Come December, The Nativity is a constant part of junior schools up and down the country, so it became an inevitable event at my school. Yep, just like those hymns, we were NEVER taught the significance of it. To this day, one cannot fathom how/why they selected ME to “play” one of the Three Wise Men. Kept badgering Miss Crummy to explain:

Just who were Melchior, Balthazar and Gaspar?

From whence did they hail?

And WHY did they travel goodness knows how far to present gifts to a baby not directly related to them? 

It’s Beginning To Look A Lot Like Cobblers…

But the teacher’s response did little to appease my tiny mind. Outrage, frustration and sheer bewilderment – she simply could not believe how this achingly-adorable blond moppet, as sweet as a ray of sunshine (and yet as cocky as a Tatooine farmboy) had NOT heard of this particular episode of the Wholly Fable. 

I was only 8, fer cake’s sake…

Of course, upon remarking something to the effect that it was “her job” to educate me on such matters, well – Blimey Charley! – she launched into a vociferous fit of seething and snarling – caterwauling against my perceived “impudence.”

Or something like that. 

‘Cos by that point, I had given up listening, becoming, instead, bewitched by the peculiar colour her face was rapidly turning. 

Before you could say: 

“We three kings of Orient are, 

Two in a bus and one in a car” 

she had confiscated my paper crown and gold foil-wrapped tissue box and banished me to the choir… 

Well, honestly! An innocent, curious juve, asking QUESTIONS?! AT SCHOOL?!?!  

Jumping Jakoombas!! What is the (western) world coming to…? 

 

Well, ding-dong-merrily-on-high, this is really groovy:

“Jump back and do the boogaloo. Go on, do your thang. HIT IT”

 

“Be a jolly, happy soul. Spend time outdoors. Avoid meltdowns. Be well-rounded. Live well. Life is short!” – Advice From a Snowman. 

 

“Three caskets they bore on their saddle-bows,

Three caskets of gold with golden keys;

Their robes were of crimson silk with rows

Of bells and pomegranates and furbelows,

Their turbans like blossoming almond-trees…”

Henry Wadsworth Longfellow.

And lo, he cried, if ya wanna learn something yerself, go research it yerself! Thus, my quest to discover more about those Three Wise Men set me on my fascinating life-long pursuit of Near (and Far) Eastern history.

“People think they were magi,” wrote John of Hildesheim in his mid-14th century compendium: “Historia Trium Regum.” 

The original premise cited them as Persian – more specifically: Zoroastrian – scholars, keepers of the holy fire of  Ormuzd, and skilled in astronomy, medicine, magic and astrology. The sixth-century mosaic at Ravenna (above) is the last artistic evidence to emphasize their Persian heritage – gotta dig those snazzy pants and Phrygian caps.  However, the term: “magi,” held too many pagan connotations for the early Christian church to tolerate. This mysterious trio “followed the teachings of Balaam, and dealt in demons,” ran the common belief of those times.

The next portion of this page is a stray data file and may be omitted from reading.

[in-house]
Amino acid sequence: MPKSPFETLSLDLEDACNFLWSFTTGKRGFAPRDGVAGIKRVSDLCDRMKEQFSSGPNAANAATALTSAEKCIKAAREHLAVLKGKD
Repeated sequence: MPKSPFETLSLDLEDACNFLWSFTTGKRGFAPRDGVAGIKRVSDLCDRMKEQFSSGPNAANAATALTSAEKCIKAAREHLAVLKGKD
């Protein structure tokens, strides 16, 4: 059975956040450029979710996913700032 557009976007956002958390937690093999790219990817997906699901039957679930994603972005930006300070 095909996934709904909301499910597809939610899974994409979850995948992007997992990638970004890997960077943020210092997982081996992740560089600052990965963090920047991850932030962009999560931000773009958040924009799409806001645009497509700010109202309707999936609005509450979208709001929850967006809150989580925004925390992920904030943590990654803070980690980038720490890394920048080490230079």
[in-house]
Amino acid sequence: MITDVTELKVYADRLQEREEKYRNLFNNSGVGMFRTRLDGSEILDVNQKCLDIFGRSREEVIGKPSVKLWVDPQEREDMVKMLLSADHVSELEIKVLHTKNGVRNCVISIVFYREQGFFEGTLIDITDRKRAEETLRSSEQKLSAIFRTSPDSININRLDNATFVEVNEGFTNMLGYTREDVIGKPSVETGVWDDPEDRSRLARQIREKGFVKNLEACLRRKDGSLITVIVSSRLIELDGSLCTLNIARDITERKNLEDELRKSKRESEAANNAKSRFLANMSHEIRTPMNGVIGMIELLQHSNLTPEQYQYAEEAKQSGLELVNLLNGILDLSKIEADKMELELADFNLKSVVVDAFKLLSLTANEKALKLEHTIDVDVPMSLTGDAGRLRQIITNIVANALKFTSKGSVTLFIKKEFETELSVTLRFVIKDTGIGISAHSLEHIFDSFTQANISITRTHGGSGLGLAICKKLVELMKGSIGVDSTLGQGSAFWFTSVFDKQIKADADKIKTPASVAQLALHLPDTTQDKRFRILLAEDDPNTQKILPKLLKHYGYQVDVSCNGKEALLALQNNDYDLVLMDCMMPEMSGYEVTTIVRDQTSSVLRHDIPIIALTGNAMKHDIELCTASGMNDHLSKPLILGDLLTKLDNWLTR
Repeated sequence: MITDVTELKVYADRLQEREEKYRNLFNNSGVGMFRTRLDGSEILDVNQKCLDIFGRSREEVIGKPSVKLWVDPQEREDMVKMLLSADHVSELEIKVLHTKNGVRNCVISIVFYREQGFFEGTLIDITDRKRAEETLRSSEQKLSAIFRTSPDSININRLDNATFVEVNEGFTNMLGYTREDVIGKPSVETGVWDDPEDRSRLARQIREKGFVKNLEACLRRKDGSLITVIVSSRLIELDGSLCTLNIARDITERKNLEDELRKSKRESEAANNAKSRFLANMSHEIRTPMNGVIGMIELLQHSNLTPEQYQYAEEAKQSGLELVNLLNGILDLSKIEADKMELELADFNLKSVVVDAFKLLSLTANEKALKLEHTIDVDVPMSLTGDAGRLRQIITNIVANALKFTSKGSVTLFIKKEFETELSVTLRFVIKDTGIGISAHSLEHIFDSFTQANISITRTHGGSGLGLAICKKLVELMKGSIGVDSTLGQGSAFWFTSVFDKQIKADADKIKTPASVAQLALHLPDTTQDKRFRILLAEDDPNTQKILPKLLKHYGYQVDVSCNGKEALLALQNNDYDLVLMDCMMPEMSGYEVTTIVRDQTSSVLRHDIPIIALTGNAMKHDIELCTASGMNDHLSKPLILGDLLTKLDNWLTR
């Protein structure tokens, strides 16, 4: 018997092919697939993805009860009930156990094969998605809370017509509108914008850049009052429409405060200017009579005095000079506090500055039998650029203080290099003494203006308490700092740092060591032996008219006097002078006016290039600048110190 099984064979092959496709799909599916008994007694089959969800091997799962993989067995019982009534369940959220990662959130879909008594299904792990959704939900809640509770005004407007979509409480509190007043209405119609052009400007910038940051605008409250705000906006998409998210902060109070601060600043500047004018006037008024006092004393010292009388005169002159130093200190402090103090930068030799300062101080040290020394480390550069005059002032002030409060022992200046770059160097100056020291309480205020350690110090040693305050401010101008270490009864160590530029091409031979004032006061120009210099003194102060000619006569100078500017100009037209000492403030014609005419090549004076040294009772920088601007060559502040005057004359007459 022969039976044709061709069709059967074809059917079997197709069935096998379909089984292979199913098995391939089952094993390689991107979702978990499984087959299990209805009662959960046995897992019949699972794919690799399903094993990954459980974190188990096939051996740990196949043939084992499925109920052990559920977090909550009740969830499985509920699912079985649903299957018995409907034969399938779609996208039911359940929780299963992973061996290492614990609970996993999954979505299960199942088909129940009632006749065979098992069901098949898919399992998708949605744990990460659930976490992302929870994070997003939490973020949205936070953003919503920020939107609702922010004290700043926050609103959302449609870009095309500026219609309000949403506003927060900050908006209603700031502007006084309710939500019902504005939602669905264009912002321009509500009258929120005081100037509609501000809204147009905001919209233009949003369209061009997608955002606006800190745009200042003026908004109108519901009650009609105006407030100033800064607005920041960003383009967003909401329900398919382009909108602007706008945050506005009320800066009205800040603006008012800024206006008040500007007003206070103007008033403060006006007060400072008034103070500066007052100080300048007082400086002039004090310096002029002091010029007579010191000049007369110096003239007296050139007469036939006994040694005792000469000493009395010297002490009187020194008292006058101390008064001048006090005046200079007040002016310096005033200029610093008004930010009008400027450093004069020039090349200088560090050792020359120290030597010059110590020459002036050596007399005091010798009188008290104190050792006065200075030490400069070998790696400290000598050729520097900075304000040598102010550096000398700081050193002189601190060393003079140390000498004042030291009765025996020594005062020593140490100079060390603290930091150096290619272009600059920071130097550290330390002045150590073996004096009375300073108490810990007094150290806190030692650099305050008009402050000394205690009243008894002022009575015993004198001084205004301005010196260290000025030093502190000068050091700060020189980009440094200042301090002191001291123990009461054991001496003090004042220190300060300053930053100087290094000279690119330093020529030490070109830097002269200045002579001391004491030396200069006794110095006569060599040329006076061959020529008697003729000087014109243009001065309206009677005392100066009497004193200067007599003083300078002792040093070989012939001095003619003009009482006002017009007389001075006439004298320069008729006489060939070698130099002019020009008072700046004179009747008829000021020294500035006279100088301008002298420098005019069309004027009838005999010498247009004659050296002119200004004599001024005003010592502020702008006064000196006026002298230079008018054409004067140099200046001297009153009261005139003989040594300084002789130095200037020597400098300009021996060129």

“It was not good to introduce devilry into the Christmas scene,” wrote one modern commentator, “even if the Christ-child could defeat it with one wave of his tiny hand.”

Thus, they became rebranded as Oriental kings, respectively of Arabia and Nubia, Godolia and Tarsus. Of their gifts – significantly more symbolic than practical –  medieval travellers wrote: 

“Gold lay so thick in Arabia’s red earth that you kicked it up as you walked, incense dripped from the trees of  Godolia, and you could not wander in parts of Tarsus without myrrh, “moist as wax”, clinging to your clothes.”

Most importantly, they represented the main areas of Christendom, with Balthazar’s dark features, in particular, depicting that rarest of artistic treasures: an African face in Medieval Europe. 

Gaspar, Balthazar and Melchior also signified all the ages of man: 20, 40 and 60. And yet, even when I was only that high, I knew that real kings would never ponse about all by their lonesome, or, in this case, as The Three Amigos. No, a single king would have to be accompanied by a considerable entourage. Three kings together? Each sizable retinue would amount to an enormous army traipsing across the desert! So their royal  credentials also languish on flimsy grounds. 

Nice story, but too far-fetched. 

Jesus’ mum, Mary, summed up the absurdity of the whole bally thing: 

“Uff, three “wise” men, and no one brought chocolate?!”

 

Let me close by wishing you all 

A Very Merry Gingerbread Latte

and 

A Happy New Cranberry Muffin

xxx

 

“Once more the ancient feast returns,
And the bright hearth domestic burns
With Yuletide’s added blaze;
So, too, may all your joys increase
Midst floods of mem’ry, love, and peace,
And dreams of Halcyon days” – H.P. Lovecraft.